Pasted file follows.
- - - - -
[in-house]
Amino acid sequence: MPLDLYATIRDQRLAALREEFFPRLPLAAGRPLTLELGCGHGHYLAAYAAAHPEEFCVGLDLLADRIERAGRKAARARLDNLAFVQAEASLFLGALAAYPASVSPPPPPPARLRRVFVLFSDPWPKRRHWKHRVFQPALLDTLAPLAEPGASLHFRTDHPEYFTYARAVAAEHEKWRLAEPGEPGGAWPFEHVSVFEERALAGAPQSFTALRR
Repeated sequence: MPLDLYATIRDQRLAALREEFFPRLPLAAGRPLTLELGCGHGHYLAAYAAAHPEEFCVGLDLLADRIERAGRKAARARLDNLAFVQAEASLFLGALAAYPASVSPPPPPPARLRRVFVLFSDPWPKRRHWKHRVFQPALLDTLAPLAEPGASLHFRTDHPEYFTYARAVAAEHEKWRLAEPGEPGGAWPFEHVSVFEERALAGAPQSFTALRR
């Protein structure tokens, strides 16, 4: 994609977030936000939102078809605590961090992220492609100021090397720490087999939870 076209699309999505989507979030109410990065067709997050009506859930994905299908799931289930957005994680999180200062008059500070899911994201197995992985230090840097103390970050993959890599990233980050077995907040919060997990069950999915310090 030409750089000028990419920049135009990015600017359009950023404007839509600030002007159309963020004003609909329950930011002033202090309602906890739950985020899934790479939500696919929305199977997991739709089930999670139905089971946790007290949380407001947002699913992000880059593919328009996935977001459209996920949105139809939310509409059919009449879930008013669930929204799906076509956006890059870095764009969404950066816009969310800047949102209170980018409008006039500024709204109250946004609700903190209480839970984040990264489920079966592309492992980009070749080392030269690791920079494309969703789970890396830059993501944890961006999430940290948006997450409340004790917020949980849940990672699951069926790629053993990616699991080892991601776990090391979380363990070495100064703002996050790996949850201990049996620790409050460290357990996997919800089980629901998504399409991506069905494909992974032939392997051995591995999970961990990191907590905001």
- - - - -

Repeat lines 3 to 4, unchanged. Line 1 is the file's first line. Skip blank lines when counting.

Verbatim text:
Repeated sequence: MPLDLYATIRDQRLAALREEFFPRLPLAAGRPLTLELGCGHGHYLAAYAAAHPEEFCVGLDLLADRIERAGRKAARARLDNLAFVQAEASLFLGALAAYPASVSPPPPPPARLRRVFVLFSDPWPKRRHWKHRVFQPALLDTLAPLAEPGASLHFRTDHPEYFTYARAVAAEHEKWRLAEPGEPGGAWPFEHVSVFEERALAGAPQSFTALRR
């Protein structure tokens, strides 16, 4: 994609977030936000939102078809605590961090992220492609100021090397720490087999939870 076209699309999505989507979030109410990065067709997050009506859930994905299908799931289930957005994680999180200062008059500070899911994201197995992985230090840097103390970050993959890599990233980050077995907040919060997990069950999915310090 030409750089000028990419920049135009990015600017359009950023404007839509600030002007159309963020004003609909329950930011002033202090309602906890739950985020899934790479939500696919929305199977997991739709089930999670139905089971946790007290949380407001947002699913992000880059593919328009996935977001459209996920949105139809939310509409059919009449879930008013669930929204799906076509956006890059870095764009969404950066816009969310800047949102209170980018409008006039500024709204109250946004609700903190209480839970984040990264489920079966592309492992980009070749080392030269690791920079494309969703789970890396830059993501944890961006999430940290948006997450409340004790917020949980849940990672699951069926790629053993990616699991080892991601776990090391979380363990070495100064703002996050790996949850201990049996620790409050460290357990996997919800089980629901998504399409991506069905494909992974032939392997051995591995999970961990990191907590905001």